“We are facing several simultaneous attempts to damage the legitimacy of our self-determination,” Lieberman said. “There is a wave of anti-Semitism that was unleashed in light of this conflict… we have organized many interviews in the media, organized protests. It’s true that on screen they first show civilian casualties, and unfortunately there are civilian casualties, but [they also show] the Israeli narrative, that terror organizations are using the population as a human shield.”
We must not forget the creative proposal by Moshe Feiglin, Deputy Speaker of the Israeli Knesset and member of Prime Minister Benjamin Netanyahu’s ruling Likud Party. Feiglin’s proposed plan, which he posted on Facebook and also sent to Netanyahu in a letter, would see concentration camps created in Gaza. And it would see Gazans shipped to locations around the world. Those who continued fighting the Israeli military, and those who support them, would be “annihilated.”
Speaking of annihilation, we can’t forget the colorful piece with the headline “When genocide is permissible” by a young American blogger named Yochanan Gordon that appeared in the Times of Israel for a short time this week. It was removed the same day because it does not follow the Times guidelines and does not reflect the views of the paper.
While I give them credit for pulling it (and I acknowledge that many strong supporters of Israel would find it offensive), I think its publication, even for a short time, says a lot about how extreme opinions on this subject are becoming. Gordon, who was able to post his article without it having to be seen by an editor, has apparently been removed from the paper’s list of approved bloggers.
But like Sherman, Gordon wasn’t worried about political correctness. He just has his own way of finding a solution to a problem. He says the goal, as articulated by Prime Minister Benjamin Netanyahu, is to achieve a “sustainable quiet for the citizens of Israel.
“If political leaders and military experts determine that the only way to achieve its goal of sustaining quiet is through genocide is it then permissible to achieve those responsible goals?”
My sense is that Mr. Gordon doesn’t have a strong appreciation for irony.
On a personal level, my Facebook posts on the Gaza massacre have landed me in hot water with a number of friends who see the human toll as being simply out of Israel’s hands (apparently Hamas is doing all the killing).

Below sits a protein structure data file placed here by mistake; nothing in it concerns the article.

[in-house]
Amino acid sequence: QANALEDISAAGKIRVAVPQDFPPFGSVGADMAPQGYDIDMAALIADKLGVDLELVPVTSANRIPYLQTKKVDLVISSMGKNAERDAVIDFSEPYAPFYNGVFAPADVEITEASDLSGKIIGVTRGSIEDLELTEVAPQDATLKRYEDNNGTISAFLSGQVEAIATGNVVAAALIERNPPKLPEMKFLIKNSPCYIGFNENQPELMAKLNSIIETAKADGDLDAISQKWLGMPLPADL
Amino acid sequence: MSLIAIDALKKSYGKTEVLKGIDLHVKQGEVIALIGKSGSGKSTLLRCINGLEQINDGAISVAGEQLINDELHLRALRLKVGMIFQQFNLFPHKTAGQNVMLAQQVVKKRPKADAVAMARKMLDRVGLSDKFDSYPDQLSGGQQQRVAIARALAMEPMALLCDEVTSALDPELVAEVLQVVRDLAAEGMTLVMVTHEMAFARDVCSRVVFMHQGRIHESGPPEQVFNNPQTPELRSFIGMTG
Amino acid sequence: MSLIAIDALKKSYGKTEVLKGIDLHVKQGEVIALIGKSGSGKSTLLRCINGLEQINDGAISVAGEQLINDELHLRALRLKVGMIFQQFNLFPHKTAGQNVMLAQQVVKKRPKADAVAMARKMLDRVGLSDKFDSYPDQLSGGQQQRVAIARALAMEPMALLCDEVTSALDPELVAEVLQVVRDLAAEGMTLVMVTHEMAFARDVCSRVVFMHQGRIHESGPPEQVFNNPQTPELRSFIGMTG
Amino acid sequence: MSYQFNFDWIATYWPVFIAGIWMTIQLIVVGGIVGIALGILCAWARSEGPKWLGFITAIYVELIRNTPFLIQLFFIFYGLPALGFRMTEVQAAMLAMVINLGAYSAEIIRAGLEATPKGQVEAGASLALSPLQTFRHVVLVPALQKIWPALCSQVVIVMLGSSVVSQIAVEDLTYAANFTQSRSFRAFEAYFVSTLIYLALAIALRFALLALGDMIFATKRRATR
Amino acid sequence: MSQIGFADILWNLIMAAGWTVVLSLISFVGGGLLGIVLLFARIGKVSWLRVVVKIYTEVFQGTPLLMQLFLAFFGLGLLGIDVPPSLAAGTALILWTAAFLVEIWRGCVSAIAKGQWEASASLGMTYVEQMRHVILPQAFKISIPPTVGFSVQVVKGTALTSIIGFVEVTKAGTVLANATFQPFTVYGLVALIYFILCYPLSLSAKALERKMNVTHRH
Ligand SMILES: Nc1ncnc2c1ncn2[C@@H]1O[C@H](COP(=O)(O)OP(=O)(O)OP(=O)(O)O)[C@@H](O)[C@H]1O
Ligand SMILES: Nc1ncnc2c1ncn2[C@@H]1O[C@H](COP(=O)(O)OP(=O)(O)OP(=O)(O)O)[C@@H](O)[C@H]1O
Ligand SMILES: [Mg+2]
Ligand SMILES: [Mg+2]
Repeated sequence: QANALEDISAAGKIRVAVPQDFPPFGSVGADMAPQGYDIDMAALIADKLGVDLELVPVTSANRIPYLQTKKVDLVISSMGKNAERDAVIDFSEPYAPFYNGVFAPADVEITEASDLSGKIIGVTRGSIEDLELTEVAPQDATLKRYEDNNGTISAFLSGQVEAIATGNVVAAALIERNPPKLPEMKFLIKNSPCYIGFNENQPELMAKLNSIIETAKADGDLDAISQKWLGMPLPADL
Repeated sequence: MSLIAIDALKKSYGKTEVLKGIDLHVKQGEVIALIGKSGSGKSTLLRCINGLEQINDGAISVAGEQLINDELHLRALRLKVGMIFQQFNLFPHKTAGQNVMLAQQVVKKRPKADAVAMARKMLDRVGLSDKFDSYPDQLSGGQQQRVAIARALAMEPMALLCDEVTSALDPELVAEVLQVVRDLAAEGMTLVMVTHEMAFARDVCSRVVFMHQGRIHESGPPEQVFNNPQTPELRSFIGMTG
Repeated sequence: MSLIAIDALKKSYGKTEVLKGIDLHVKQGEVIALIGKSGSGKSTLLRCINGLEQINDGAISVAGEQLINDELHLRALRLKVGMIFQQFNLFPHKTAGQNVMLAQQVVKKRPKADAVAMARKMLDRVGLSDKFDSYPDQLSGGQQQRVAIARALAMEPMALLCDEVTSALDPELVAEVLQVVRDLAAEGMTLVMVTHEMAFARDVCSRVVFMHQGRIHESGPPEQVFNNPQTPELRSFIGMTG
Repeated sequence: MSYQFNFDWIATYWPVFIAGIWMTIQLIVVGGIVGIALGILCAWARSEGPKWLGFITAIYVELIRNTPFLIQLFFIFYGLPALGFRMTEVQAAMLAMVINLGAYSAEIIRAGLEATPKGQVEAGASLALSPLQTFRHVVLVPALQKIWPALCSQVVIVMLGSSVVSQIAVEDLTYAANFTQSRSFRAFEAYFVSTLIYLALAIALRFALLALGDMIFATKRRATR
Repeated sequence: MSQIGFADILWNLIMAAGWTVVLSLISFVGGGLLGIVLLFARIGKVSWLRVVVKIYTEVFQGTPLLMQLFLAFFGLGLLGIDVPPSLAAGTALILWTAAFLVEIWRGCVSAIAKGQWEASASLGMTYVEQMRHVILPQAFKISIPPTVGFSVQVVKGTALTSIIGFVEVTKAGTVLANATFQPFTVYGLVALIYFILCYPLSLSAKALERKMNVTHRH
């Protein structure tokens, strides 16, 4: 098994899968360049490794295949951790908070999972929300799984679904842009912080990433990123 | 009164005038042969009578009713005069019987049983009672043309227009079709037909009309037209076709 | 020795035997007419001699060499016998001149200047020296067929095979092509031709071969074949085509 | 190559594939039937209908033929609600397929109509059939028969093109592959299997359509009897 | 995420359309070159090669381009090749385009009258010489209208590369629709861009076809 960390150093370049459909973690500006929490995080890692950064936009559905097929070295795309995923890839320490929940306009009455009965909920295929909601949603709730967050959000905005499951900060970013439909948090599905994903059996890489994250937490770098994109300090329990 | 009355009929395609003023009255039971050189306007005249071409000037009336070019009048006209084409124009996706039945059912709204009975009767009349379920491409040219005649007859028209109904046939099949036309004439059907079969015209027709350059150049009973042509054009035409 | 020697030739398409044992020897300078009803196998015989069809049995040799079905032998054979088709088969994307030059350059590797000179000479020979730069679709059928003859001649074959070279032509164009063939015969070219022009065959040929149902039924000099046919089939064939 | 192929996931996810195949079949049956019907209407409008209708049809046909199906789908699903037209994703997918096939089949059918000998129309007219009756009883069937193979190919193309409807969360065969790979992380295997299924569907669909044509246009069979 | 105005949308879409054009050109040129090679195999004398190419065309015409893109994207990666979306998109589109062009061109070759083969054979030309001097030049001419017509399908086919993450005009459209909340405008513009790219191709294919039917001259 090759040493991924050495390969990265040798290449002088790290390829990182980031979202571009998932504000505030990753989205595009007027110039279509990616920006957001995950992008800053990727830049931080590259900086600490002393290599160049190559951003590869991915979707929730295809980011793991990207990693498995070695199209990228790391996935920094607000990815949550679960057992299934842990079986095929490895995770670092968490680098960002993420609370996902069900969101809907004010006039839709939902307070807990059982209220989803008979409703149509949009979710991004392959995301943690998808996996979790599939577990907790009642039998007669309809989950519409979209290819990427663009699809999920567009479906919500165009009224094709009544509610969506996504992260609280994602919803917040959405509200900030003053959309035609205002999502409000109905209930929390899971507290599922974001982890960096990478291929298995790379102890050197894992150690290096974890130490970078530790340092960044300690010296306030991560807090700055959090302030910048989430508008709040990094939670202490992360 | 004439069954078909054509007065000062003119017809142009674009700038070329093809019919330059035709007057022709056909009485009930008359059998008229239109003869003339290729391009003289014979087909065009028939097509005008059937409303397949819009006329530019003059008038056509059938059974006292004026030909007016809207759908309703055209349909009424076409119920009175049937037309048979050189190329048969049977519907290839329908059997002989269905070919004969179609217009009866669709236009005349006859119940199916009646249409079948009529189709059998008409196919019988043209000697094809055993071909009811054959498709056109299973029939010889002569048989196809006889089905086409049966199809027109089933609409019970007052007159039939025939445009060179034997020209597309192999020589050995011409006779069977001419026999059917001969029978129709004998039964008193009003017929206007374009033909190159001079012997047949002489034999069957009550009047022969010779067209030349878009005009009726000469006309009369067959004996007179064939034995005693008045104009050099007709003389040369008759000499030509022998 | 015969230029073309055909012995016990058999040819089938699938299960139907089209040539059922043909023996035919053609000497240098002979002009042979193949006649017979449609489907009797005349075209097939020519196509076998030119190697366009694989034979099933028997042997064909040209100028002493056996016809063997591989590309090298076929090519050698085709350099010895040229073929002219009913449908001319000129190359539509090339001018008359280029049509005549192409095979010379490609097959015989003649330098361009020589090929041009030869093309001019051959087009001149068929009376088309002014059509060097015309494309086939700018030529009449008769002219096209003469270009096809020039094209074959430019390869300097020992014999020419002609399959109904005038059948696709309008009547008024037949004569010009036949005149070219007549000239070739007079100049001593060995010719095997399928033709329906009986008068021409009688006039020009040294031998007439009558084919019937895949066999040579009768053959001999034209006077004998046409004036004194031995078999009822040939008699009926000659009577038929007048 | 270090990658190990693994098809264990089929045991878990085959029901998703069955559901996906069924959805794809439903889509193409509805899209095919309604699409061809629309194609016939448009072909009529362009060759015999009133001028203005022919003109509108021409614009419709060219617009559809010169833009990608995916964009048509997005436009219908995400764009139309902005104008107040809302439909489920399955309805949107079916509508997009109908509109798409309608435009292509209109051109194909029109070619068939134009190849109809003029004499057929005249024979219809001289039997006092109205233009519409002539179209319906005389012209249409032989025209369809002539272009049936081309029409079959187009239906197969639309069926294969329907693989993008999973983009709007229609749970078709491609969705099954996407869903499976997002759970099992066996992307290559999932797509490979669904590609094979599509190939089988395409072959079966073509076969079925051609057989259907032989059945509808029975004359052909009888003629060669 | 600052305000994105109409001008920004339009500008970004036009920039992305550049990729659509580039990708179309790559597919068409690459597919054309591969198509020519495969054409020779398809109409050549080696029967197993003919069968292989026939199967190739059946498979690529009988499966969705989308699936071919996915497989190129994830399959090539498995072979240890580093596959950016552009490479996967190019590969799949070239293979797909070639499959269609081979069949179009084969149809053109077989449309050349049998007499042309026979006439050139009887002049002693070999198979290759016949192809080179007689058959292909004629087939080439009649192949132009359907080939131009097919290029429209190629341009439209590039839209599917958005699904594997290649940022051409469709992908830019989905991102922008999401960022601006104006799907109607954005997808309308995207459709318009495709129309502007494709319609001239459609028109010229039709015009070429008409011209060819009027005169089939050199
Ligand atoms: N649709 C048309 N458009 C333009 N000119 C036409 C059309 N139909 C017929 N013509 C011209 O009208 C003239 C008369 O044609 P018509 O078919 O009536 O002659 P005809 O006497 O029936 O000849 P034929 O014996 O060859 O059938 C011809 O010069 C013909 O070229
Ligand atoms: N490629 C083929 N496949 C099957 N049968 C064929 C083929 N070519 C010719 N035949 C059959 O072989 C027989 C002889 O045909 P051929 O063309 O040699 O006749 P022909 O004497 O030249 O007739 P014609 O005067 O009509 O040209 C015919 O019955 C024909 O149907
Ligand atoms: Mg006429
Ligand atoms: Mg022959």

Some friends have explained to me this week that I have no business taking sides against Israel in the current massacre. One of these “friends” said I was a “Jew hater” and that the hate I express is just what you’d expect from a conspiracy theorist. He wondered what my grandparents were doing when Jews were being turned away from Canada at the end of World War 2.
“Do you hate Israel that much that you are blinded to their multi-generational struggle? Are they not as human as the Palestinians? Do they not deserve to survive?”
Apparently my “friend” isn’t too good with irony either.
Then he got really personal: “You are a scared little person who was beaten by one or both of his parents physically and verbally. Your behaviour and your choice of words is all the proof I need to convince people, one at a time, just how sad you are.”
Another friend who was standing up for Gaza on Facebook was told by someone that she and I both know to “shut the fuck up” about things she knows nothing about. Another wanted to know why critics of Israel don’t care about the higher numbers of people being killed in Syria, Iraq, and other countries – as if the issue is simply a mathematical one. The implication seems to be that if you are yelling about Gaza and not about Syria then you must have some type of anti-Jewish bias.
I just find this situation gets more and more depressing. I don’t like being attacked for opposing the slaughter of innocent people. And I’m saddened by the idea that some friends think I have no regard for their survival. But every time I start feeling sorry for myself, I just think about the fact that I’m sitting in my apartment writing this article, and no one is trying to blow me up or destroy my home or kill the people I care most about.